New cases of inter-community infanticide by Male Chimpanzees at Ngogo, Kibale National Park, Uganda
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Infanticide by males has been recorded in four chimpanzee populations, including that in Kibale National Park, Uganda. Some infanticidal attacks occur during inter-community aggression. The sexual selection hypothesis does not easily explain these attacks because they may not directly increase male mating opportunities. However, females in the attackers’ community may benefit by expanding their foraging ranges and thereby improving their reproductive success; thus infanticide may increase male reproductive success indirectly. We report two new cases of infanticide by male chimpanzees at Ngogo, Kibale National Park. Like two previous cases, these occurred during a boundary patrol and were almost certainly between-community infanticides. The patrolling males attacked despite the proximity of males from the victims’ presumed community. This probably explains why, unlike the earlier cases, they did not completely cannibalize their victims. Such attacks seem to be relatively common at Ngogo and infanticide may be an important source of infant mortality in neighboring communities. Our observations cannot resolve questions about the sexual selection hypothesis. However, they are consistent with the range expansion hypothesis: the infanticides occurred during a period of frequent encounters between communities associated with a mast fruiting event, and Ngogo community members greatly increased their use of areas near the attack site during another mast fruiting event one year later. Our observations contribute to growing evidence that lethal intergroup aggression is a common characteristic of wild chimpanzee populations.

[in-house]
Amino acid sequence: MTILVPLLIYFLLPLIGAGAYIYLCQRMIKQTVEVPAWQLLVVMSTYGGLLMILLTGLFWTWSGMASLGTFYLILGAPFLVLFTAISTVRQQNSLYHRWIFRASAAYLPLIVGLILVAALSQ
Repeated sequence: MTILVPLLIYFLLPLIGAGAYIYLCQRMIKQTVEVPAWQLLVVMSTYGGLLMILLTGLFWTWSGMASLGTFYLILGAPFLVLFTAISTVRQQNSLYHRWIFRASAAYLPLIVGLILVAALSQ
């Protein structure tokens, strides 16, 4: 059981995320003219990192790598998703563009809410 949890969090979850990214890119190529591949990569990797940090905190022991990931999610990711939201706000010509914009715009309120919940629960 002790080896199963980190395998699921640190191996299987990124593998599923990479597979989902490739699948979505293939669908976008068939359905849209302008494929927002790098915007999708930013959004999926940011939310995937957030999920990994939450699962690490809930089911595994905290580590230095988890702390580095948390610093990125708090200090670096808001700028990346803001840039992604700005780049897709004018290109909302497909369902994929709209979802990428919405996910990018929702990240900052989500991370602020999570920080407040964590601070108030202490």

Key WordsChimpanzees Infanticide Boundary patrols Cannibalism Intergroup aggression
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